News and Commentary

UPDATED You Are Not Too Young To Think About Life Insurance by Scott Montgomery

Death is often the furthest thing on the minds of twenty-somethings who are just beginning their careers and enjoying the freedom and opportunities that come with their post-college life. However, introductions into adulthood also come with a long list of responsibilities, liabilities and risks that require carefully consideration and planning.

In the unfortunate and tragic event that a millennial with student debt or other loan obligations has an accident and passes away, the responsibility for making payments of those loans may fall to that individual’s parents or other loan co-signers. While state law requires that the assets of a single individual without children pass to his or her parents, it is unlikely that a twenty-something’s savings will cover this outstanding loan balance. Rather than risking the transfer of this burden to one’s parents, consideration should be given to securing a life insurance policy that covers the amount of the debt. Often, these policies can be secured through one’s employer and the cost of premiums when the policy holder is young and healthy are affordable. Alternatively, the parents of millennials may consider buying policies insuring their children, who may take over premium payment when their earnings rise in the future and leave behind a death benefit for their future spouse and children. After all, life insurance policies become more important as individuals get married and start having children who rely on the policy holder for their livelihood and long-term care. For example, the proceeds from a life insurance policy may help to pay the mortgage and allow surviving family members to remain in their homes after the death of a breadwinner. Those proceeds may also pay for a child’s college education, pay off burdensome debt, support a surviving spouse’s retirement or simply provide loved ones with the gift of financial flexibility.

When a named beneficiary receives the proceeds from a life insurance policy, those proceeds are not subject to federal income taxes. However, it is possible for those proceeds to be subject to federal estate taxes when a decedent’s estate is valued above the lifetime exclusion amount of $12,060,000 for estates of decedents who died in 2022 ($24,120,000 for married couples filing joint tax returns) or $12,920,000 in 2023 ($25,840,000 for married couples filing jointly). One way to avoid this scenario and exclude life insurance proceeds from one’s taxable estate is to structure a policy as part of an irrevocable life insurance trust, in which the trust owns the policy and makes premium payments on behalf of the insured for the benefit of a named beneficiary.

As you age, your life insurance needs may change. For example, the amount of a death benefit may need to increase depending on your current stage of life and financial responsibilities to family members and even business partners and employees. While life insurance may not be a top-priority for most millennials, it can be an important and often affordable component of a well-thought-out estate plan, which puts individuals in control of their finances during life and after death.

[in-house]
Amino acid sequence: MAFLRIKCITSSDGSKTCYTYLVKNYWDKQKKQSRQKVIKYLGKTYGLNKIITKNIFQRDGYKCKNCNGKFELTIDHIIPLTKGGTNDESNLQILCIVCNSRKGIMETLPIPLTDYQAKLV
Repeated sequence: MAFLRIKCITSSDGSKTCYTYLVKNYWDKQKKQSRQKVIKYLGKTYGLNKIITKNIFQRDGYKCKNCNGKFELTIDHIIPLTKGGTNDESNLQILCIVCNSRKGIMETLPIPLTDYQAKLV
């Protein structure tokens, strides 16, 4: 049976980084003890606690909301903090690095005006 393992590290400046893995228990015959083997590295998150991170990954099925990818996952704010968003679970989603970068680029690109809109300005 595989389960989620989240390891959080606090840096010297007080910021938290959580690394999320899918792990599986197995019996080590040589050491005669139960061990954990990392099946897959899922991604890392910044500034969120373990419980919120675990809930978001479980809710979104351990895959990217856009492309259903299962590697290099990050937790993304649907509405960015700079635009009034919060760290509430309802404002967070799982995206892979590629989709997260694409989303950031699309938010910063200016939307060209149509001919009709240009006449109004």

About the Author: Scott Montgomery is a director with Provenance Wealth Advisors, an Independent Registered Investment Advisor affiliated with Berkowitz Pollack Brant Advisors + CPAs, and a registered representative with Raymond James Financial Services.  For more information, call (954) 712-8888 or email

Provenance Wealth Advisors (PWA), 515 E. Las Olas Blvd., Ft. Lauderdale, FL 33301 (954) 712-8888.

Scott Montgomery is a registered representative of and offers securities through Raymond James Financial Services, Inc., Member FINRA/SIPC.

Raymond James is not affiliated with and does not endorse the opinions or services of Berkowitz Pollack Brant Advisors + CPAs. PWA is not a registered broker/dealer and is independent of Raymond James Financial Services. Investment Advisory Services offered through Raymond James Financial Services Advisors, Inc., and Provenance Wealth Advisors.

This material is being provided for information purposes only and is not a complete description, nor is it a recommendation. Any opinions are those of the advisors of PWA and not necessarily those of Raymond James. You should discuss any tax or legal matters with the appropriate professional. Prior to making an investment decision, please consult with your financial advisor about your individual situation.

Investments mentioned may not be suitable for all investors. Life insurance and long-term care insurance policies have exclusions and/or limitations. The cost and availability of life insurance and long-term care insurance depend on factors such as age, health, and the type and amount of insurance purchased. As with most financial decisions, there are expenses associated with the purchase of life insurance and long-term care insurance. Life insurance policies commonly have mortality and expense charges. In addition, if a policy is surrendered prematurely, there may be surrender charges and income tax implications. Guarantees are based on the claims paying ability of the insurance company.

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Updated on October 27, 2022